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Widening the Story - Artifact 2

Colonial Human Betterment: Assimilation as a Form of Elimination in Child and Family Welfare


The image of the Tekakwitha Indian Mission letter below was selected by Mona Stonefish to show the demeaning and objectifying ways that white settler organizations steal ᓂᑕᑦ ᐊᓂᔑᓂᓂᐊᐧᐠ (First Nations Peoples’) children from their families. This letter references a history in which child welfare agents have placed First Nations children in white settler homes for eugenic assimilation and elimination.1(footnote) Recent reports indicate that these systems still remove First Nations, Métis, and Inuit children from their homes at a much higher rate than white settler children.2(footnote)

Children’s Aid Societies are like Indian Residential School. They both broke apart our families to try to take away our language and culture. They both lie to cover up abuse. They are both part of Canada’s systematic and persistent discriminatory practice of stealing First Nations, Métis, and Inuit children from their families with the goal of assimilation and elimination. They come into our homes and tell us how to do things. They rip our children away from us. The pain is made even worse when we are blamed for our own grief. Can you imagine the feelings of our parents and our community when someone rips and steals our children from our wombs, our homes, schools, or any place? ~ Mona Stonefish

In response to the ongoing crisis of ᐊᓂᔑᓂᓂᐊᐧᐠ, ᐃᓄᐃᐟ, ᒥᓇ ᐊᐱᑕᐃᐧᑯᓯᓴᓇᐠ (First Nations, Inuit, and Métis) youth in the child welfare system, the Truth and Reconciliation Commission of Canada lists five Calls to Action related specifically to reducing the number of ᐊᓂᔑᓂᓂᐊᐧᐠ, ᐃᓄᐃᐟ, ᒥᓇ ᐊᐱᑕᐃᐧᑯᓯᓴᓇᐠ (First Nations, Inuit, and Métis) children in care.3(footnote)

Yet extreme inequities continue to persist in child welfare. In 2016, over half of children (52.2%) under age 15 in Canada’s foster care system were ᐊᓂᔑᓂᓂᐊᐧᐠ, ᐃᓄᐃᐟ, ᒥᓇ ᐊᐱᑕᐃᐧᑯᓯᓴᓇᐠ (First Nations, Inuit, and Métis), despite these children being only 7.7% of the total child population. According to the Ontario Human Rights Commission, “There are more Indigenous children in care today than there were in residential schools at the height of their use.”4(footnote)

While white settler hierarchies reduce the rights of children to be treated as fully human, Leanne Betasamosake Simpson writes about how ᐊᓂᔑᓇᐯᐠ (Nishnaabeg) society treats children as “full citizens with the same rights and responsibilities as adults.” Children are “raised in a nest of freedom and self-determination […] [with] nonpunitive, attachment-based parenting.” A child’s discovery of the world is met with ᓴᑭᐦᐃᑐᐃᐧᐣ ᒥᓇ ᑌᐸᑫᓂᒥᑐᐃᐧᐣ (“love and trust”).5(footnote) Because of this ᐊᓂᔑᓂᓂᐃᐧ ᐊᐊᐧᔑᔕᐠ ᐅᑕᔭᓇᐊᐧ ᑌᐯᐧᐃᐧᐣ ᒥᓇ ᒪᐡᑲᐃᐧᓯᐃᐧᐣ (true and rightful power that Nishnaabeg children have), white settler society has targeted these children for assimilation and control because, according to Simpson, “[t]hey represent alternative Indigenous political systems that refuse to replicate capitalism, heteropatriarchy, and whiteness.”6(footnote)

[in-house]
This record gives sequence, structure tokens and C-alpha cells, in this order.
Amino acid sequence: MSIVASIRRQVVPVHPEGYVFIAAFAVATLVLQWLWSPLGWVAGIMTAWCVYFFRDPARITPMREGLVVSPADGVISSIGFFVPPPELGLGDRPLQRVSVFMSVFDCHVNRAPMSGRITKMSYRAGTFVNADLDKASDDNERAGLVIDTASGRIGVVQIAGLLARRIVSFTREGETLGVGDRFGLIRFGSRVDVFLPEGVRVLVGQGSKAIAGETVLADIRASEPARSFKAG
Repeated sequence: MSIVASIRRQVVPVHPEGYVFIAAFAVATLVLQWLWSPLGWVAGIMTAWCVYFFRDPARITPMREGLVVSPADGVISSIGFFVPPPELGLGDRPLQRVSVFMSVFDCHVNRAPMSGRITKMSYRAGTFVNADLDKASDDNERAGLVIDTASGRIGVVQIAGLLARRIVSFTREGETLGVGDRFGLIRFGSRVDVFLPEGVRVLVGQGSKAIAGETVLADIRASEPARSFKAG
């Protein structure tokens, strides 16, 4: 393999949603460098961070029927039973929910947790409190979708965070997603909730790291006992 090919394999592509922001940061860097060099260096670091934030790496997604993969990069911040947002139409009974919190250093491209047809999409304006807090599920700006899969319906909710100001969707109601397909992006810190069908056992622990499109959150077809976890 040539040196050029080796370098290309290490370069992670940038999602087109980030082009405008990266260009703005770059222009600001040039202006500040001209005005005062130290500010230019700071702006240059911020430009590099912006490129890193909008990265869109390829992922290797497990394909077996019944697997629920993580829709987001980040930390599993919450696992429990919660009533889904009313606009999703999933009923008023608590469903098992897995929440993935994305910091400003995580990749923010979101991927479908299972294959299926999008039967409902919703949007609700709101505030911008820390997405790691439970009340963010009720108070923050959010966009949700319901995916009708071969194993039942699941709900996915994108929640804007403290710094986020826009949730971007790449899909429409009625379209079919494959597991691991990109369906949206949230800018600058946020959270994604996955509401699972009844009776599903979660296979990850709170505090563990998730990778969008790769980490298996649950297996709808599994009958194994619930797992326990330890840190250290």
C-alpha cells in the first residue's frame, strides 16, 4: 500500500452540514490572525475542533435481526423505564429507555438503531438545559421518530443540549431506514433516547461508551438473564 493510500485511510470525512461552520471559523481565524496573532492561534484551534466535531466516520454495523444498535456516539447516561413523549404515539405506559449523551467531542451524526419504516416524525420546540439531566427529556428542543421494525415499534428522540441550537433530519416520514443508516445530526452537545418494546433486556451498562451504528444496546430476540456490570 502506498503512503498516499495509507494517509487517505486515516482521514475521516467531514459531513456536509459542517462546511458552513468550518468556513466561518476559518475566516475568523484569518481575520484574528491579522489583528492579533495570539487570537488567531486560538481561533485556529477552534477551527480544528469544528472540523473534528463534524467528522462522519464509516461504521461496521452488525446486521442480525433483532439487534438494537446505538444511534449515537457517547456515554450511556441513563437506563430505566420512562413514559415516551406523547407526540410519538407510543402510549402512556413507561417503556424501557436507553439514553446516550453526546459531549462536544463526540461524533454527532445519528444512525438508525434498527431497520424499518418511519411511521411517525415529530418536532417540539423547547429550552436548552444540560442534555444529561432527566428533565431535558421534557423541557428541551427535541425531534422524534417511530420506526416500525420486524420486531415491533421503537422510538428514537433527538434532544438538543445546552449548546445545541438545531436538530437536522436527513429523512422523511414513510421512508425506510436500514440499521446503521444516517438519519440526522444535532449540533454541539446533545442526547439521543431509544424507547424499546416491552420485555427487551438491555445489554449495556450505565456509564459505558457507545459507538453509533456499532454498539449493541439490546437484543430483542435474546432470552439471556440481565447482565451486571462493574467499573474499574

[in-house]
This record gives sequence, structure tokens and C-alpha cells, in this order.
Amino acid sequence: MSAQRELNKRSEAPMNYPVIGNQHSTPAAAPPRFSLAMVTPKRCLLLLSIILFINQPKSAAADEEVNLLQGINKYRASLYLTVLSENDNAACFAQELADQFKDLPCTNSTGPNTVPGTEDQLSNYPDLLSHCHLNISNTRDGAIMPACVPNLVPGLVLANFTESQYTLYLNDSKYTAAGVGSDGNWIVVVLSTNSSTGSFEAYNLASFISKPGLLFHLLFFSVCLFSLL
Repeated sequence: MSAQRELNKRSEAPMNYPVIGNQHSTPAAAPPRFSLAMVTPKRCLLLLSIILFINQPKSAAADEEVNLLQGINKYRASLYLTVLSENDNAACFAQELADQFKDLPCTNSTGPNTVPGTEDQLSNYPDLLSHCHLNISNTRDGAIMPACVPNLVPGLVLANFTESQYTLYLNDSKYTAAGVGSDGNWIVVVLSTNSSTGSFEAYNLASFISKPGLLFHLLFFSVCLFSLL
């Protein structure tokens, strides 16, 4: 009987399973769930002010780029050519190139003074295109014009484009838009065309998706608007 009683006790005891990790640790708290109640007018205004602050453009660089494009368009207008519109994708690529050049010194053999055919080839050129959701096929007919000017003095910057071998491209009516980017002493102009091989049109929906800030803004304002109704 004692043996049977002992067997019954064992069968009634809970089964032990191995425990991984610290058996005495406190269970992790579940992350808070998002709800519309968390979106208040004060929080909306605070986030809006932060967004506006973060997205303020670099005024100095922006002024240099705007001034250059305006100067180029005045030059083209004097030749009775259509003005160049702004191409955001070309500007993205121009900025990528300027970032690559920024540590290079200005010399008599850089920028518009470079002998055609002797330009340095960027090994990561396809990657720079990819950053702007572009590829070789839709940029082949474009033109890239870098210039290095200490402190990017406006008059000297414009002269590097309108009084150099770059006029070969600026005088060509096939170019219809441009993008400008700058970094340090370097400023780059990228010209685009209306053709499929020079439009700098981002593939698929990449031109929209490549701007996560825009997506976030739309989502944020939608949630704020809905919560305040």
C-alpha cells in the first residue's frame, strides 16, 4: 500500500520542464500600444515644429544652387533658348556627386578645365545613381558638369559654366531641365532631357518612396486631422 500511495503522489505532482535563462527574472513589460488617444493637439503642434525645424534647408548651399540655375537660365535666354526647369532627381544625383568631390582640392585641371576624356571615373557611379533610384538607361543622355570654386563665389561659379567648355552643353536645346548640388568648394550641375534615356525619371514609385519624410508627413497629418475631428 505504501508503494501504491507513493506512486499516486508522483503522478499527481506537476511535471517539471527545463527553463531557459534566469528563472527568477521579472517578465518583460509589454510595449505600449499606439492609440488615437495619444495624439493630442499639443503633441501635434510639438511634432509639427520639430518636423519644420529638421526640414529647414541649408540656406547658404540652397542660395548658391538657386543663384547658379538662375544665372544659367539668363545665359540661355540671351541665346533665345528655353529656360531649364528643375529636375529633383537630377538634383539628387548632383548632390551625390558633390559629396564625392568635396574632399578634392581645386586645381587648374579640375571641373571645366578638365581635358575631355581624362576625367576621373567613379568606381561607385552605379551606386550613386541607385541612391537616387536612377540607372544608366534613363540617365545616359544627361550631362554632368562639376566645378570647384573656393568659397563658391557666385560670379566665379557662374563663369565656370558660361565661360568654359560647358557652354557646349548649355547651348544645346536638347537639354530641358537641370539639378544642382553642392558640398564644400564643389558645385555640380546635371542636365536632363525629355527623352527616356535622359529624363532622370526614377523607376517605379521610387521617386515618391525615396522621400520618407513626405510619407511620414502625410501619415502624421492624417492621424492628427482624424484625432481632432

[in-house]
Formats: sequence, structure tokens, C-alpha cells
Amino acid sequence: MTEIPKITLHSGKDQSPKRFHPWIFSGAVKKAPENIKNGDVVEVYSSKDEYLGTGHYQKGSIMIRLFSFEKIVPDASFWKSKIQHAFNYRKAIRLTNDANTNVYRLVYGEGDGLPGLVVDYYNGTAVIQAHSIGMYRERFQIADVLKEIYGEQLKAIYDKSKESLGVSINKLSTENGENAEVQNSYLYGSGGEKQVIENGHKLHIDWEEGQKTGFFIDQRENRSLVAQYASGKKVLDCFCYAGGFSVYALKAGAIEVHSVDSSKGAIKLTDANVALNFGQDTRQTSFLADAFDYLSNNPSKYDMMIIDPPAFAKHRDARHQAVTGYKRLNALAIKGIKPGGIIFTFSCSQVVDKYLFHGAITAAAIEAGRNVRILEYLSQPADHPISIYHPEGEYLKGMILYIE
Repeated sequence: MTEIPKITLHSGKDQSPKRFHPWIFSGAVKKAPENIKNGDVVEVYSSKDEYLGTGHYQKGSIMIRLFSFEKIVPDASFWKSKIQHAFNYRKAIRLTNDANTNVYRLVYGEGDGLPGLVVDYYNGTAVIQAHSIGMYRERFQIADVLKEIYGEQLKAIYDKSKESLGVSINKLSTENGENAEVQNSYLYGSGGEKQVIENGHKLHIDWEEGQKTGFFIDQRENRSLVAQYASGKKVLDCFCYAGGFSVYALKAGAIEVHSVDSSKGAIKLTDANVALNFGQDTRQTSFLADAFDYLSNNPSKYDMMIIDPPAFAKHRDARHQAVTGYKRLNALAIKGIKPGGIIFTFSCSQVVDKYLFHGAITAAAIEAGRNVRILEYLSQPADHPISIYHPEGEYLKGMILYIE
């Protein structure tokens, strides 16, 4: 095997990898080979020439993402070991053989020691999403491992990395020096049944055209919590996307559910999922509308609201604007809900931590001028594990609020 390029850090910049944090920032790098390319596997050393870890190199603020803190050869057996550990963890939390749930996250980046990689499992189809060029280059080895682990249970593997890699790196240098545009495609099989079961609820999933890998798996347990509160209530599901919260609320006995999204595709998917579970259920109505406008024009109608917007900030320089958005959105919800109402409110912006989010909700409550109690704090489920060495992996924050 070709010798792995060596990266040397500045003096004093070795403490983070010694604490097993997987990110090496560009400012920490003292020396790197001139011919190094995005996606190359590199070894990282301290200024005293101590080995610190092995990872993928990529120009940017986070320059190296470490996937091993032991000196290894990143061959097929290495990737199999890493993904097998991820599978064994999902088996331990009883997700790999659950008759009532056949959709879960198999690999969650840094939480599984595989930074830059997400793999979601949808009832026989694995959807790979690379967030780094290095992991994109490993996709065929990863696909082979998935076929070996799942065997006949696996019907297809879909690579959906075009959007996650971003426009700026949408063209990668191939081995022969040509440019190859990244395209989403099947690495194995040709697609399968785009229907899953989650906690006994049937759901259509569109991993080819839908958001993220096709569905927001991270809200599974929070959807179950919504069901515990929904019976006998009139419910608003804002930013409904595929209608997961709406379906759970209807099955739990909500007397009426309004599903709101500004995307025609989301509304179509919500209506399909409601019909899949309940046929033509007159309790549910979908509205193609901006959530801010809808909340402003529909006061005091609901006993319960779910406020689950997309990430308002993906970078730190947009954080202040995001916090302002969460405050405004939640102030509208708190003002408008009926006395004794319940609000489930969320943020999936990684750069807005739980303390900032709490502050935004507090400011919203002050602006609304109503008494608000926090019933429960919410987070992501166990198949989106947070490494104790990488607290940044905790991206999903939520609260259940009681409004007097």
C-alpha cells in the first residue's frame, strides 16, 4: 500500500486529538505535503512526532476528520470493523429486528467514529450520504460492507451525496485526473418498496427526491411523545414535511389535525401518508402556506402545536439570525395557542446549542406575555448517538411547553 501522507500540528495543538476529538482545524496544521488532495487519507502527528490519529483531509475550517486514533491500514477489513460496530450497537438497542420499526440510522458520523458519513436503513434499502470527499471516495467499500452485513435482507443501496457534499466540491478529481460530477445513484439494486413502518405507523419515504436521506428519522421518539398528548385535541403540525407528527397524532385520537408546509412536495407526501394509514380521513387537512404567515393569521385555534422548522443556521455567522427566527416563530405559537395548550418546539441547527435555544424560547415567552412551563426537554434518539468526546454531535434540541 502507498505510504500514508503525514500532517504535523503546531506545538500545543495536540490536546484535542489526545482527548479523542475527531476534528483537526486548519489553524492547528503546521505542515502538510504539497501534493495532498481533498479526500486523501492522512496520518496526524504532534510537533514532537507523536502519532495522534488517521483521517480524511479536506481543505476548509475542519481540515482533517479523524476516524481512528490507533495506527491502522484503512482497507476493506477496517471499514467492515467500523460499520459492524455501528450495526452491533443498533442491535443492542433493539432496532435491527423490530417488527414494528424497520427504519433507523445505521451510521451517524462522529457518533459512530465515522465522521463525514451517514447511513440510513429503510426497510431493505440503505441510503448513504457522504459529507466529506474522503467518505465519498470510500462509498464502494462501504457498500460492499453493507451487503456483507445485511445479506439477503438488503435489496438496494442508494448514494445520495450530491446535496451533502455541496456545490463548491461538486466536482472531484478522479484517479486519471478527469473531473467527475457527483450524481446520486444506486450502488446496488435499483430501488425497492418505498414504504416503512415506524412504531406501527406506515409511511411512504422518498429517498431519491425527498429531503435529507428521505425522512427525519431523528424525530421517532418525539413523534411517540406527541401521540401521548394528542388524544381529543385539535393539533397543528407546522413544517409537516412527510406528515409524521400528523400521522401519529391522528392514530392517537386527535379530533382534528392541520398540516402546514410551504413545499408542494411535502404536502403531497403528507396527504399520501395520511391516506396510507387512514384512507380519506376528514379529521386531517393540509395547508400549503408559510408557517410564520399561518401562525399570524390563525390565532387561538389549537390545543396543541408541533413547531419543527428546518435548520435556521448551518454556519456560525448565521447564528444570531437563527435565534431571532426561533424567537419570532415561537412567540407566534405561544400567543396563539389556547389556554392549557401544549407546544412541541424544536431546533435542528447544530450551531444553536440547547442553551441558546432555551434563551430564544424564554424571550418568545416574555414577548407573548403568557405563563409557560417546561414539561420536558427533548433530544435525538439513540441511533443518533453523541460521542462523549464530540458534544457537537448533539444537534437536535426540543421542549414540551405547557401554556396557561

1. The letter is included here courtesy of Dennis Seely, who is the subject of the letter. Attorney Michelle Dauphinais Echols posted the letter online in 2018. Echols is an advocate for Native American survivors of child abuse at Catholic institutions. To learn more about the lives impacted, see Dan MacGuill, “Did a Couple Adopt a Native American Child for $10,”, Snopes Media Group, last modified March 13, 2018, (Source).

  2. Ontario Human Rights Commission 2018 report “Interrupted Childhoods: Over-representation of Indigenous and Black Children in Ontario Child Welfare.” This report uses the term “Indigenous.” This module intentionally does not use that term for the ways it obscures and undermines Nation to Nation treaty relationships. (Source)

  3. Truth and Reconciliation Commission of Canada, “Truth and Reconciliation Commission of Canada: Calls to Action,” 2015, 1i-v. (Source).

  4. Ontario Human Rights Commission, “Interrupted Childhoods: Over-Representation of Indigenous and Black Children in Ontario Child Welfare” (Ontario: Ontario Human Rights Commission, February 2018), (Source).

  5. Simpson, As We Have Always Done, 3, 4, 150.

  6. Simpson, As We Have Always Done, 41.